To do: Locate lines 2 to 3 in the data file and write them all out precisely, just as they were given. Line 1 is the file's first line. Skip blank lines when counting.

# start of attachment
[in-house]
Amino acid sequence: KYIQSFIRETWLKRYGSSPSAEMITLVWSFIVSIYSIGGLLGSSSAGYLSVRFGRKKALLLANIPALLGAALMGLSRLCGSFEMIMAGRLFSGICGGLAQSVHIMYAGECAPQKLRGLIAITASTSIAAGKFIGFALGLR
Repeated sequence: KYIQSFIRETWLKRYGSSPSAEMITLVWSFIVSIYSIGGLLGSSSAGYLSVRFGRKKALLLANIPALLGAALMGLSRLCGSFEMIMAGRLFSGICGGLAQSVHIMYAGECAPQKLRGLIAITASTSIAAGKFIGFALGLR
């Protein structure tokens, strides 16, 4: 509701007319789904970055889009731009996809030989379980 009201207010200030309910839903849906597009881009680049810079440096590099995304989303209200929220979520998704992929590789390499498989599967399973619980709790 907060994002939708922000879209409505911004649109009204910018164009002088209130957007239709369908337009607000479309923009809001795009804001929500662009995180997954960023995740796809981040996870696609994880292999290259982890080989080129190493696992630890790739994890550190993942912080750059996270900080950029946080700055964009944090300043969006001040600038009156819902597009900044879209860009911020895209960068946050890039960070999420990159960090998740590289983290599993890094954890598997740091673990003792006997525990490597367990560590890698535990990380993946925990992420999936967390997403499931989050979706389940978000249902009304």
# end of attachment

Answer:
Amino acid sequence: KYIQSFIRETWLKRYGSSPSAEMITLVWSFIVSIYSIGGLLGSSSAGYLSVRFGRKKALLLANIPALLGAALMGLSRLCGSFEMIMAGRLFSGICGGLAQSVHIMYAGECAPQKLRGLIAITASTSIAAGKFIGFALGLR
Repeated sequence: KYIQSFIRETWLKRYGSSPSAEMITLVWSFIVSIYSIGGLLGSSSAGYLSVRFGRKKALLLANIPALLGAALMGLSRLCGSFEMIMAGRLFSGICGGLAQSVHIMYAGECAPQKLRGLIAITASTSIAAGKFIGFALGLR